It is also interesting to note that we observed both positive and negative correlations between soma size and gene products primarily localized to the soma. Levels of shal transcripts, a voltage-gated K+ channel localized to the soma (Baro et al., 2000), are negatively correlated to soma size (with the exception of the LG neuron). This negative correlation suggests that mRNA levels are actively regulated, positively and negatively, in a soma-specific manner, and is not simply an overall positive scaling with cell size. The negative relationship between shal and soma size provide the strongest evidence of a feedback relationship between compartment size (soma) and transcript numbers. The functional effect of this negative relationship is not yet known, but as shal encodes a voltage-gated K+ current these results suggest a role for shal channels in regulating/maintaining the electrical properties of the cell soma compartment with respect to the functional output of the cell. Previous studies are consistent with the idea that changes in cell size are accommodated from an electrical point of view: as juvenile lobsters grow, the size of the STG neurons grow as well, but the overall electrical properties and outputs of the cell remain largely unchanged (Bucher et al., 2005). As these electrical properties are maintained throughout juvenile development and growth, it is likely compensation occurs via channel density to maintain these properties.
We were at first surprised to see that actin and tubulin did not correlate with soma size. However, because of the ubiquitous distribution of cytoskeletal proteins, and the fact that the majority of the cell volume is likely made up of the axon, we now hypothesize that abundance of actin and tubulin may act as an indirect assessment of size of the axonal compartment. Our data are consistent with this idea; actin and tubulin expression correlated very strongly with one another and with ion channels known to be localized to the axon, shaker, and CbNav (Golowasch and Marder, 1992; Baro et al., 2000). Such strong correlations among axon-specific products and cytoskeletal elements are consistent with, but not demonstrative of, a compartment-specific feedback influencing regulation of mRNA levels.
While our data demonstrate strong correlations between soma size and mRNA abundance, this correlation implies a rather simplistic relationship of compartment size and gene product with respect to distribution of the protein within the compartment itself. Specifically for this study, the shal channel does appear to be evenly distributed across the area of the somatic membrane (Baro et al., 2000). However, as the relationships revealed in this work are more specifically investigated at the protein level, we expect additional levels of complexity in this regulation to be revealed. For example, sub-compartment clustering of plasma membrane proteins, such as in the nodes of mammalian axons (Black et al., 1989), spike initiation zones of axon initial segments (Boiko et al., 2003) or signaling complexes of the membrane (Smith et al., 2006) will undoubtedly add further levels of regulatory processes. Indeed, further investigation will require a much more restrictive definition of what constitutes a “compartment” within a neuron. While the soma of a unipolar invertebrate neuron seems a relatively straightforward functional designation or unit, extending this logic to the coarse and fine neuropil (Bucher et al., 2007), axon collaterals, pre-synaptic terminals and post-synaptic signaling areas will present a far greater challenge in future work. Furthermore, channels and other proteins known to be localized to multiple compartmental regions (Caldwell et al., 2000) clearly must have other levels of regulation beyond mRNA abundance.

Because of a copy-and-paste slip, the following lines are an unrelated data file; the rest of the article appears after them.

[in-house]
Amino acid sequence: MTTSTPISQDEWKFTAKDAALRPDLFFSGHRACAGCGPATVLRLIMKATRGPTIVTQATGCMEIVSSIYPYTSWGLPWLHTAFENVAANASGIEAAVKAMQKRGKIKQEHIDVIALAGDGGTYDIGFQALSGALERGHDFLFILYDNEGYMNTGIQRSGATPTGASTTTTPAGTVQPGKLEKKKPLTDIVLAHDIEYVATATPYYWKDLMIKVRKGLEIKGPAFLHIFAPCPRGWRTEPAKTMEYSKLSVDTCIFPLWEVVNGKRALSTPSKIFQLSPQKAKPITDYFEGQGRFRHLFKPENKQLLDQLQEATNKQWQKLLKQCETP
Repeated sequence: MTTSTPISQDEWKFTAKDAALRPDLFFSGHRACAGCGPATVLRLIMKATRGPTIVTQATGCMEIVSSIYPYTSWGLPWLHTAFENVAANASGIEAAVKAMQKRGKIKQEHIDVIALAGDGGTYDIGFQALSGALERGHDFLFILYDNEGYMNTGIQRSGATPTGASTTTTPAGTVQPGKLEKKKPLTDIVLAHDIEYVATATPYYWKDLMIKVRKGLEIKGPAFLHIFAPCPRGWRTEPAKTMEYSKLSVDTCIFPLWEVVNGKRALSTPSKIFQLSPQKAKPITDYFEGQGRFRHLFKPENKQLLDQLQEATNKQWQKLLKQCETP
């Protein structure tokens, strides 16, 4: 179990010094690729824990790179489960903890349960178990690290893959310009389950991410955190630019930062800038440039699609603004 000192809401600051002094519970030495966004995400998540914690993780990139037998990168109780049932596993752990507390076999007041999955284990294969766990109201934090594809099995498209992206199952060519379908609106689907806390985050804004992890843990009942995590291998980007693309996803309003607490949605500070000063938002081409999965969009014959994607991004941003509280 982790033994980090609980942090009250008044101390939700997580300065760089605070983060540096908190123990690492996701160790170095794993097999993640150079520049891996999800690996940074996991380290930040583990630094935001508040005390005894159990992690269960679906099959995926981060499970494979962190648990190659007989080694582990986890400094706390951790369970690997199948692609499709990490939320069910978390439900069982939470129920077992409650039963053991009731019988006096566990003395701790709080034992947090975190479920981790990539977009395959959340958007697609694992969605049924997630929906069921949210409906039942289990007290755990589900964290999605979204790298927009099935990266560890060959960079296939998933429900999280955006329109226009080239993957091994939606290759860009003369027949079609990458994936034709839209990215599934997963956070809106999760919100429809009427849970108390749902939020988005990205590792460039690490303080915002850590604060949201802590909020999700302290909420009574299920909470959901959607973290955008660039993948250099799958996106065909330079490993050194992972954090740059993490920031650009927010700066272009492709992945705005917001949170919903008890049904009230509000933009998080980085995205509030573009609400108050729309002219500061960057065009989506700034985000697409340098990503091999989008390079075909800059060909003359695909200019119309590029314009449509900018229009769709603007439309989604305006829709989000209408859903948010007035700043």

The highly compartmentalized nature of neurons results in the challenge of regulating functionality on a compartment-specific, rather than cell-wide, level. Although there is a great deal of evidence for localized regulation of protein trafficking and local translation in different subcellular compartments of neurons (Martin et al., 2000; Giustetto et al., 2003; Hobert, 2008), there has been little evidence up until this point that some of this regulation also occurs at the level of transcription and mRNA abundance. While our results suggest that mRNA levels are, in fact, influenced by feedback related to the soma size (and perhaps the axon), at this point the nature and mechanism of that feedback is unknown. This mechanism may involve retrograde signaling already implicated in injury signaling (Smith and Pate Skene, 1997; Michaelevski et al., 2010), or could represent distinct processes in mature, uninjured neurons. From the point of view of the soma, we also are left with two alternative hypotheses: namely, does cell soma size grow dynamically to accommodate changes in metabolic needs of the rest of the cell, or is soma size developmentally determined, and then “filled” after the fact? Determining the answers to these questions will provide further important insight into the juggling act of transcriptional regulation across all cell types, especially neurons.
The authors declare that the research was conducted in the absence of any commercial or financial relationships that could be construed as a potential conflict of interest.
We thank Laura Schulz and Michael Garcia for comments that improved the manuscript. This work was funded by grants from the NSF (IOS- 0615160) and the Craig H. Neilsen Foundation (83026).